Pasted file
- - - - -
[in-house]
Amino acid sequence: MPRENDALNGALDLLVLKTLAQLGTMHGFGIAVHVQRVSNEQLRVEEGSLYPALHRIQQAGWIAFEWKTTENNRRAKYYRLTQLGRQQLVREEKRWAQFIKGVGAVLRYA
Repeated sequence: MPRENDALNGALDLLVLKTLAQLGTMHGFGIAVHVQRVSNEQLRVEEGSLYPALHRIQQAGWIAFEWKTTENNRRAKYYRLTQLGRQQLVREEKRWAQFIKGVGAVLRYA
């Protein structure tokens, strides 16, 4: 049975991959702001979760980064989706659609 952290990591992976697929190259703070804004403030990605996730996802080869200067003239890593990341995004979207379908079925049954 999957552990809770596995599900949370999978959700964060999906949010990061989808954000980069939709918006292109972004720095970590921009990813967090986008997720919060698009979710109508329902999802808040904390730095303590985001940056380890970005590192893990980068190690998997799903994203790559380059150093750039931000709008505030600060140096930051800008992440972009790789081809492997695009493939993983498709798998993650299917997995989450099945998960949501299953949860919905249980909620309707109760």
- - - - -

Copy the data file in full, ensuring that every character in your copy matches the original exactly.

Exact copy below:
[in-house]
Amino acid sequence: MPRENDALNGALDLLVLKTLAQLGTMHGFGIAVHVQRVSNEQLRVEEGSLYPALHRIQQAGWIAFEWKTTENNRRAKYYRLTQLGRQQLVREEKRWAQFIKGVGAVLRYA
Repeated sequence: MPRENDALNGALDLLVLKTLAQLGTMHGFGIAVHVQRVSNEQLRVEEGSLYPALHRIQQAGWIAFEWKTTENNRRAKYYRLTQLGRQQLVREEKRWAQFIKGVGAVLRYA
């Protein structure tokens, strides 16, 4: 049975991959702001979760980064989706659609 952290990591992976697929190259703070804004403030990605996730996802080869200067003239890593990341995004979207379908079925049954 999957552990809770596995599900949370999978959700964060999906949010990061989808954000980069939709918006292109972004720095970590921009990813967090986008997720919060698009979710109508329902999802808040904390730095303590985001940056380890970005590192893990980068190690998997799903994203790559380059150093750039931000709008505030600060140096930051800008992440972009790789081809492997695009493939993983498709798998993650299917997995989450099945998960949501299953949860919905249980909620309707109760």